Farmer groups including the Farm Family Action Alliance wrote in December in support of challenging the countervailing/anti-dumping duties imposed on Moroccan and Russian phosphates last year. An appeal is in the process, which could potentially prompt the U.S. agencies involved to review their affirmative decision on the duties. But the case is not expected to be resolved in the courts until later in the year.

For now, Fertecon leaves our short-term view on phosphate prices as stable to firmer on support from higher global prices despite a slow period in the U.S. market.


The hike in global phosphate prices in the fourth quarter of 2021 was entirely due to the restrictions placed on Chinese exports from mid-October that have effectively put all exports of phosphate fertilizers on hold until further notice. This left markets regularly fed by China without their usual sources of supply and forced them to buy from nontraditional sources. In the absence of competition, these nontraditional suppliers were able to drive prices in Asia much higher in December.

Brazil MAP, for example, jumped $30 to $35/mt from November to $850 to $860, after moving up only $5 to $20 in the month before and despite slow phosphate demand in the country. India, meanwhile, saw a nearly $100 price gain as one of the aforementioned buyers scrambled to find volumes without China. Indian DAP prices thus ended the year at $895 to $900/mt CFR.

With the full effects of countervailing duties being felt in the U.S., combined with export caps and restrictions, 2021 was characterized by geopolitical forces rather than the forces of demand and supply in the phosphate market. Supply has been squeezed by these events alongside a more modest level of production in North Africa this year, leaving our global phosphate price outlook as firm to stable in the short term.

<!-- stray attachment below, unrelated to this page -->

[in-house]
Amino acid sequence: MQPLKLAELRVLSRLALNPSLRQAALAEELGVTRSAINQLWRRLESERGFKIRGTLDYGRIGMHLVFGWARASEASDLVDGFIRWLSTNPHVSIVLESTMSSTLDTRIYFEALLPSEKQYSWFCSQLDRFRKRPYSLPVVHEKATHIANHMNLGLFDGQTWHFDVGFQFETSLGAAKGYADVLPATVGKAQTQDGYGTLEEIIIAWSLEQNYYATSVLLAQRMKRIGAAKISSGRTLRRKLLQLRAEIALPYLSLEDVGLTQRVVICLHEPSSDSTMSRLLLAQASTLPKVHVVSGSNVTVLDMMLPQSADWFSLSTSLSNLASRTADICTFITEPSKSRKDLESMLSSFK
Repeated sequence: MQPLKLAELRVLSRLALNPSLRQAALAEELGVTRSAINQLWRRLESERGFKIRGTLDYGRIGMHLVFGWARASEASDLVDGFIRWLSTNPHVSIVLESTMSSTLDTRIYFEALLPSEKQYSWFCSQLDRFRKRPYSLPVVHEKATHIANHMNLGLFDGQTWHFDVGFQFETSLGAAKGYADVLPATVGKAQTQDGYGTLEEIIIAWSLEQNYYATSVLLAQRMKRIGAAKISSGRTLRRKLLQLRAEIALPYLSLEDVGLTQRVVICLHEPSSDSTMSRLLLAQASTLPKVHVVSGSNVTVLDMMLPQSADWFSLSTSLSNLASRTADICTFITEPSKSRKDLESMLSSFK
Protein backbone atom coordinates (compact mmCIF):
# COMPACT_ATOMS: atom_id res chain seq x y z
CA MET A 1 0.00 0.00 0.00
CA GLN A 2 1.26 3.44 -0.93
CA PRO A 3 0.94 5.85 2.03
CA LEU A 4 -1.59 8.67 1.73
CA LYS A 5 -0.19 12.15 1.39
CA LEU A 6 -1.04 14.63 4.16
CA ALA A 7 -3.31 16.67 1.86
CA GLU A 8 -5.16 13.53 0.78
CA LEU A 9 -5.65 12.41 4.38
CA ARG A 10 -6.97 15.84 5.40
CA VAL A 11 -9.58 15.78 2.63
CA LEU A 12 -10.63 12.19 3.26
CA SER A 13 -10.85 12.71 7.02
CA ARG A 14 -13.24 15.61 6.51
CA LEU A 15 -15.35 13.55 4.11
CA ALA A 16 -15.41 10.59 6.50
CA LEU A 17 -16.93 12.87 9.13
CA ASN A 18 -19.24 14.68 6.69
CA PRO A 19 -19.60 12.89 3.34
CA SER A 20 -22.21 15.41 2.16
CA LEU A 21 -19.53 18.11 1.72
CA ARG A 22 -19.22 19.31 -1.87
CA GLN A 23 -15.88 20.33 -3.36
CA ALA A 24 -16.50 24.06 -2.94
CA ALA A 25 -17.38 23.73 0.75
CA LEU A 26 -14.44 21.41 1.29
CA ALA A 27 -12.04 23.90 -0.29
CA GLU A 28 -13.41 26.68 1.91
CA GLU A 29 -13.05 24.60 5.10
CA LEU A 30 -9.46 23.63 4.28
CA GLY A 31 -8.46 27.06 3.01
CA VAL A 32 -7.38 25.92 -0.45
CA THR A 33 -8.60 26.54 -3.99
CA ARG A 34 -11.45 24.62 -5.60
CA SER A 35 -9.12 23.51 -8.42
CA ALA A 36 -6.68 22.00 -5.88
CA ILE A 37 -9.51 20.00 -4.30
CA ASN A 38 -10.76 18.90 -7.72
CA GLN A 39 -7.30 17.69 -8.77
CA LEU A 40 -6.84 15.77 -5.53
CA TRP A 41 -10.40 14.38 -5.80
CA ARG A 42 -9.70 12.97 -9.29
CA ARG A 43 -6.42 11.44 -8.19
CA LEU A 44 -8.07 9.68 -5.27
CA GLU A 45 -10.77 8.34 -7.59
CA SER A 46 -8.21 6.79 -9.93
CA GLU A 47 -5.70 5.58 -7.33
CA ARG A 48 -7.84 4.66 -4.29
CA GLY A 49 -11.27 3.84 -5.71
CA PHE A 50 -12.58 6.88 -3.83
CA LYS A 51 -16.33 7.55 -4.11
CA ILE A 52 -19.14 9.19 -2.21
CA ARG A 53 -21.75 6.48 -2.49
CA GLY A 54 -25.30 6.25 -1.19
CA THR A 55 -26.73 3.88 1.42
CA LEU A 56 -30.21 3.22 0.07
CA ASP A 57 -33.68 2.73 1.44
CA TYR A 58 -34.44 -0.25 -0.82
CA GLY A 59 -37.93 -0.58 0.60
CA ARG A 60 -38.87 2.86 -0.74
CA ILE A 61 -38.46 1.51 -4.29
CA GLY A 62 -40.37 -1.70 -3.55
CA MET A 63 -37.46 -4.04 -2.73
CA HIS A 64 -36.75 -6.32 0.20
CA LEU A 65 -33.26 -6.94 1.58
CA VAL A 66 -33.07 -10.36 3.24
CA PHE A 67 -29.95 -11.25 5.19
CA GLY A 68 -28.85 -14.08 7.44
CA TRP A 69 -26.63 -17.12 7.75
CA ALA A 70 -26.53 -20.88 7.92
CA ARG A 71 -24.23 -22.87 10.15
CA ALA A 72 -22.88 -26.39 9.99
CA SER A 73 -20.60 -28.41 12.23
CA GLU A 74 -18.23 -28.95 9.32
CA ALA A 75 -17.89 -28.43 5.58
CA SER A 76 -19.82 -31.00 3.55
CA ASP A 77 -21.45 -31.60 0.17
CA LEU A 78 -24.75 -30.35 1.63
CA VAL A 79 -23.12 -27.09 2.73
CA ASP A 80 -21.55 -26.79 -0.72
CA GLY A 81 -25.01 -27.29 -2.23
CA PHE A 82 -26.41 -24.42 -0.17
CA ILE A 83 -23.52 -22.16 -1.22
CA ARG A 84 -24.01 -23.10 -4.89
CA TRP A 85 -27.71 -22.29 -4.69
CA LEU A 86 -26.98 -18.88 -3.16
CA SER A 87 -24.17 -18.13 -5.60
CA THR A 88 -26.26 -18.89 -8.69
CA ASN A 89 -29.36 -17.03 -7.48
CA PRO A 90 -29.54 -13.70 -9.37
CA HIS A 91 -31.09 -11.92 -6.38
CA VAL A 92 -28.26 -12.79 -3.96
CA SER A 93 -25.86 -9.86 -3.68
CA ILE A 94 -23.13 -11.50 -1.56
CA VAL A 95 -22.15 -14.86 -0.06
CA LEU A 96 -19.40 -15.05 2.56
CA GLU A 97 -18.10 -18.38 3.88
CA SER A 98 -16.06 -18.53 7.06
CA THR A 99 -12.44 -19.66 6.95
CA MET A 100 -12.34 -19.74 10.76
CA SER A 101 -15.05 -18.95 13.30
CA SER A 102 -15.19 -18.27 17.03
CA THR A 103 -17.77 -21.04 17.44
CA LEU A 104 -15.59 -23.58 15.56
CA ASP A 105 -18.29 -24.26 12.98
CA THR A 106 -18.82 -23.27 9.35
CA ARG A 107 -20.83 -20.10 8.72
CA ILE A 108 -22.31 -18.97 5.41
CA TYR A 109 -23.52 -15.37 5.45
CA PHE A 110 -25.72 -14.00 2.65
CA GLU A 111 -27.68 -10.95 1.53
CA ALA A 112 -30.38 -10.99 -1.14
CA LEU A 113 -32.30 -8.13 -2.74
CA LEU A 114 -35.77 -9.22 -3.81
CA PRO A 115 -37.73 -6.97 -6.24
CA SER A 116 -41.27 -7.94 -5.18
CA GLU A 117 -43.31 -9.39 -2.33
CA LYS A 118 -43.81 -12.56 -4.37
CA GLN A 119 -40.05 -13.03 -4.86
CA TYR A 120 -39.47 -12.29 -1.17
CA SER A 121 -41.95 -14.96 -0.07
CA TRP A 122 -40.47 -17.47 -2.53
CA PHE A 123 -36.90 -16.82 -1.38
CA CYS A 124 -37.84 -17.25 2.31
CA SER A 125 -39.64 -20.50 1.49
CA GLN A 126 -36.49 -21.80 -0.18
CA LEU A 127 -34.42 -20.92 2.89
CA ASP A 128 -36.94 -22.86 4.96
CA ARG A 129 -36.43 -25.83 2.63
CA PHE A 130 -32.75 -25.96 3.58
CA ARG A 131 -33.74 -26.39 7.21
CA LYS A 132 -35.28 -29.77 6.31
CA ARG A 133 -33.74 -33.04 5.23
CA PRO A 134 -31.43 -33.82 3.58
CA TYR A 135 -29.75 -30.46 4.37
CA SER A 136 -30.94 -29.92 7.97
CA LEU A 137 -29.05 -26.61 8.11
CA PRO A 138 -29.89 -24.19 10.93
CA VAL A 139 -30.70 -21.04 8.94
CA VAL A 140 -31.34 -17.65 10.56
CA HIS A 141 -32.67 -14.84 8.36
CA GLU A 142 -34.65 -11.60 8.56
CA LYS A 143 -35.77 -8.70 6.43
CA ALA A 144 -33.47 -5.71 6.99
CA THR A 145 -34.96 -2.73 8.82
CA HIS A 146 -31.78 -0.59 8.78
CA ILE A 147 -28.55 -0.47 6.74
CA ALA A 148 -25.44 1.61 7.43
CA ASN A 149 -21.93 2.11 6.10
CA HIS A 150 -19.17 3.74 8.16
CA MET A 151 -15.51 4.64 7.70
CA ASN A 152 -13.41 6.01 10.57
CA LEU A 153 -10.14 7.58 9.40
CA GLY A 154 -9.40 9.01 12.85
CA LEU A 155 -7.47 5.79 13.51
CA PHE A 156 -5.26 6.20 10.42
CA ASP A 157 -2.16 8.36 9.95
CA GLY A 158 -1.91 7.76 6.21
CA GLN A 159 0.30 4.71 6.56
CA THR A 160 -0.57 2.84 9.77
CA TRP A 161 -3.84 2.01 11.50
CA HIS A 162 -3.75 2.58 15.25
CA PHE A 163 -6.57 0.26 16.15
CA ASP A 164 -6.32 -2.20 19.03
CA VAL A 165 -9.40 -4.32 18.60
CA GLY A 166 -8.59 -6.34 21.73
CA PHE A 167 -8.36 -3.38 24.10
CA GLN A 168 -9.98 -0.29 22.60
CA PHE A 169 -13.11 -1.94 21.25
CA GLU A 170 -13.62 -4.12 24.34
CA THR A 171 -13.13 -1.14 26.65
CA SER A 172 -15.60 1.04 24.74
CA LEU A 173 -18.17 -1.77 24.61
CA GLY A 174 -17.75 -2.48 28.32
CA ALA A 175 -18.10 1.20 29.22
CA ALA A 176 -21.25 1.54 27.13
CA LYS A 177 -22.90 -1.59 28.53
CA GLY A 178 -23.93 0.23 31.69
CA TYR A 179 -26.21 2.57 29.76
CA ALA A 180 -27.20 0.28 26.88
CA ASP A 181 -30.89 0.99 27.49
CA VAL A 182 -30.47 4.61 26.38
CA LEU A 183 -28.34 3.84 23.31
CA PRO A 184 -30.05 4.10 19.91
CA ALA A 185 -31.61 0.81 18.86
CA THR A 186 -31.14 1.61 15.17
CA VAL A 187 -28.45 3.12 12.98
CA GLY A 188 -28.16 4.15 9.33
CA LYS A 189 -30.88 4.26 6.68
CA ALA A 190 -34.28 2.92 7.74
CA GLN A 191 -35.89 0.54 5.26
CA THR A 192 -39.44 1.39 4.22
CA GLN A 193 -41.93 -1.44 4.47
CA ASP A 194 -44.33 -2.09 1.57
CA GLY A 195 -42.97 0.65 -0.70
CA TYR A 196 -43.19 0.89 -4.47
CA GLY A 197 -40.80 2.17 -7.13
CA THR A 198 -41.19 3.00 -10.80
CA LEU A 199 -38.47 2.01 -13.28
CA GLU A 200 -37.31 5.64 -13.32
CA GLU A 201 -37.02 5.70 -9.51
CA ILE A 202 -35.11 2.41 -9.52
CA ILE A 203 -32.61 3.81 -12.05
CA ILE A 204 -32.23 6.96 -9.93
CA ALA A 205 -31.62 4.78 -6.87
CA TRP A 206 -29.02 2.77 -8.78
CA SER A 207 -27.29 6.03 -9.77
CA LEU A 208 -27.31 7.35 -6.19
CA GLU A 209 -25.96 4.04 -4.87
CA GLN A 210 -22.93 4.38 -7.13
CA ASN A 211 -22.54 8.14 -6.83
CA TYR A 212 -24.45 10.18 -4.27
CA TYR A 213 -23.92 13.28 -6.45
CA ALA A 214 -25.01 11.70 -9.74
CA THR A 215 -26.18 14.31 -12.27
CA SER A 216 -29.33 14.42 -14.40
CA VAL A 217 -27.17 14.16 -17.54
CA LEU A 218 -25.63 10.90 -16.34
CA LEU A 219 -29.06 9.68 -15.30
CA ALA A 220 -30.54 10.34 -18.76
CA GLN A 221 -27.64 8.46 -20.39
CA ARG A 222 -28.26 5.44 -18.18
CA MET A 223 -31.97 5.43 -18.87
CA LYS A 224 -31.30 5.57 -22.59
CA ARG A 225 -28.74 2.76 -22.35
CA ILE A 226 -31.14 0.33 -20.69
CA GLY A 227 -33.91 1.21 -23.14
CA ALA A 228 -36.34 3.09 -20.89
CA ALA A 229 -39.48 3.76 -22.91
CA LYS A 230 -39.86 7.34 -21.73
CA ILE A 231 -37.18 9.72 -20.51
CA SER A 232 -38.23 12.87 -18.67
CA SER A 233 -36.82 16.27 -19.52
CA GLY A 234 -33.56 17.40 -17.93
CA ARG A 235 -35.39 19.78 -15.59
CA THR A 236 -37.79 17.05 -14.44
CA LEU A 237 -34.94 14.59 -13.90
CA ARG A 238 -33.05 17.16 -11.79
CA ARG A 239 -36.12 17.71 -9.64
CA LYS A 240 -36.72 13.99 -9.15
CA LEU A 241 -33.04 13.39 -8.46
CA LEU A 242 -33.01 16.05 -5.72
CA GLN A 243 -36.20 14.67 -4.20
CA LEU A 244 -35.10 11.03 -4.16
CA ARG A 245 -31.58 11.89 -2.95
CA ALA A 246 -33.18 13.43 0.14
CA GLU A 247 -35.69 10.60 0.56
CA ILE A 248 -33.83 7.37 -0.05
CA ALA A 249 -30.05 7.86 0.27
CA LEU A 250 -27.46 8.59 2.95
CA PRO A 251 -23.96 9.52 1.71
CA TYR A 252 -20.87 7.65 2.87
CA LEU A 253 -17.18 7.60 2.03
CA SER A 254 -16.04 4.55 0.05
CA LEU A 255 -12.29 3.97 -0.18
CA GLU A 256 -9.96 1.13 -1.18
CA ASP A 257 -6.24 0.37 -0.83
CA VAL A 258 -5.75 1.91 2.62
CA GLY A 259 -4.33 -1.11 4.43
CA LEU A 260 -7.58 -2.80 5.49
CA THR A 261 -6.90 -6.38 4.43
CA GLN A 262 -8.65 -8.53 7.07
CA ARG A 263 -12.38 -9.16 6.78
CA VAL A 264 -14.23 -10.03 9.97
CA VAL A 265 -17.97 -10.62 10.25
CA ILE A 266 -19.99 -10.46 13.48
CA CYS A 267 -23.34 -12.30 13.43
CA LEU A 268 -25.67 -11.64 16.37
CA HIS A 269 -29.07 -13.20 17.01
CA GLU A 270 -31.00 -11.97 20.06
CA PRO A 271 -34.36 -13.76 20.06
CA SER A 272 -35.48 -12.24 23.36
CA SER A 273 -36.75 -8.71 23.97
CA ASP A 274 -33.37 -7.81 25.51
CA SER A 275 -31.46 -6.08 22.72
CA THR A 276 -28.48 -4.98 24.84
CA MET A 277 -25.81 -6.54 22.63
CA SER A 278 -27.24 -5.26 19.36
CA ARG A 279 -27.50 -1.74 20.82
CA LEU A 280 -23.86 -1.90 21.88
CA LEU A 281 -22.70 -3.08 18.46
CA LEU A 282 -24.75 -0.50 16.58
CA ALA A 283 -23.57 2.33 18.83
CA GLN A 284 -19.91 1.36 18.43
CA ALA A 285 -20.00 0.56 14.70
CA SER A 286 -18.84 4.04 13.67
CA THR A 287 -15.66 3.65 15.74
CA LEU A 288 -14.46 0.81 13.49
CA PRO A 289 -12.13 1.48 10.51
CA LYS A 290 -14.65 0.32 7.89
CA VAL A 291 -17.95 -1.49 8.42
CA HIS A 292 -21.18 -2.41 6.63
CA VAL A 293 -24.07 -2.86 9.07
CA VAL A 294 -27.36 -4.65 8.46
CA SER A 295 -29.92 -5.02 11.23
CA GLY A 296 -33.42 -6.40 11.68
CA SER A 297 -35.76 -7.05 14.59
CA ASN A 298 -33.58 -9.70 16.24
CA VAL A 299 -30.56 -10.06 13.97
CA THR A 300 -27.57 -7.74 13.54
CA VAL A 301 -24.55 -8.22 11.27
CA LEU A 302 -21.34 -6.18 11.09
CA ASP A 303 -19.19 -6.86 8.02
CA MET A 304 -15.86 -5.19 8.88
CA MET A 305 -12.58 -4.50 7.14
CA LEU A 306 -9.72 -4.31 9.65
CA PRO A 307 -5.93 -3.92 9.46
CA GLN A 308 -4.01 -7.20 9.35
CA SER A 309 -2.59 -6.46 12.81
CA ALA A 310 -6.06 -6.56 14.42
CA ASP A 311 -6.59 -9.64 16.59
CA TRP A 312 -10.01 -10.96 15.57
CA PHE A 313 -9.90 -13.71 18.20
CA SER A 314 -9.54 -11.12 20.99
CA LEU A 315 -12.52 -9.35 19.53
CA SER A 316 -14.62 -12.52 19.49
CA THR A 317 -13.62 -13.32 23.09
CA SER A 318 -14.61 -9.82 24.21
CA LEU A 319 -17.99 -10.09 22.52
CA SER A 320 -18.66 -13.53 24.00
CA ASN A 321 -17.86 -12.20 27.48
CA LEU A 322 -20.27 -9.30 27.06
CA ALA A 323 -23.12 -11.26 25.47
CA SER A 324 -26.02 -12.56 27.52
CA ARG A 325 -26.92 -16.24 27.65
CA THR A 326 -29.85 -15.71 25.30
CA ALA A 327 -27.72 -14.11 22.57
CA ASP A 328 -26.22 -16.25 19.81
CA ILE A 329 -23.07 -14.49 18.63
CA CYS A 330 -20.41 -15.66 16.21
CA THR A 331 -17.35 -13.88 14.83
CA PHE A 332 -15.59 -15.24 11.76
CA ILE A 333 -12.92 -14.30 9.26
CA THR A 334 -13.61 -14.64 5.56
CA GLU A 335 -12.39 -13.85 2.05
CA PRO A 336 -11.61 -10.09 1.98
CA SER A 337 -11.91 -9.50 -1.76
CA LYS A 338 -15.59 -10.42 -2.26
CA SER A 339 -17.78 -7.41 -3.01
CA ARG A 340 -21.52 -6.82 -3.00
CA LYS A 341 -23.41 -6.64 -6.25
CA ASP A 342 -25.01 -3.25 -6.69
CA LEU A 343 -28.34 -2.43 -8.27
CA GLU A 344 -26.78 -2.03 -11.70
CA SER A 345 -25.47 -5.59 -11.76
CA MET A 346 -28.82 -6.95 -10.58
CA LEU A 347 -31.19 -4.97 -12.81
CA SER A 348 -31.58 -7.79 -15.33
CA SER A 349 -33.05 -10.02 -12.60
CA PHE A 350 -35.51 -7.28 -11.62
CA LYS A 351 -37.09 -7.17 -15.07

December was a month heavy in news in the potash market despite the U.S. market having gone quiet to end the year, as seasonally typical.

Nutrien and Mosaic both unveiled January potash offers priced at $690/t FOB early in December. The companies specified that offers were not a formal fill program but were issued at a time that has traditionally been a period of refill buying for distributors and retailers in early December.

The first announcement came from Nutrien on Nov. 30 when the company posted new potash prices for January 2022 at $690/t FOB NOLA barge and $725/t FOB Midwest terminal. Nutrien said the offer was not a winter-fill program and new price postings could be withdrawn at any time. Nutrien also increased the premium attributed to its white (62% K2O) potash products to $20/t over red (60% K2O) grades.

Mosaic followed suit with its offers in line with Nutrien's price levels. Potash market participants said the prices, reflecting a $5/t NOLA increase, and well over $100 from the previous fall-fill buying period, did not attract large swaths of buyers with many buyers still purchasing hand-to-mouth and holding out for lower prices before spring.

The prompt NOLA barge market was assessed from $680 to $685/t FOB to end the year, mostly steady from the values seen from $680 to as high as $690 for both November and December.

River terminal potash offers also remained largely flat in December at $715 to $725/t FOB along open sections of the Mississippi, flat on the low end but $5 lower from November highs.

Dec. 7 was the deadline for U.S. companies to cease new business with Belaruskali, according to the U.S. Treasury Department, which first enacted sanctions on Aug. 9. Another round of sanctions was added on Dec. 2 against Belarusian Potash Company (BPC) and BPC subsidiary Agrorozkvit, granting U.S. companies the same 120-day grace period to wind down transactions.

BPC is the marketer for Belaruskali potash and is only 48% owned by the latter, so BPC escaped the first round of sanctions until this most recent announcement. Under the latest round of sanctions, U.S. companies appear able to wind down business with the BPC until April 1, 2022, when the 120-day grace period expires.

In the short term, we expect U.S. potash prices to remain stable with the potential to firm in Q1 if Belarusian potash supplies to the U.S. and wider market do dry up as the sanctions intend. Nutrien and Mosaic in their third-quarter results both reported improving production rates at North American mines targeted for the first quarter of 2022, which could potentially reduce additional pressure from the international market.


Editor's Note: This information was supplied courtesy of Fertecon, Agribusiness Intelligence, IHS Markit.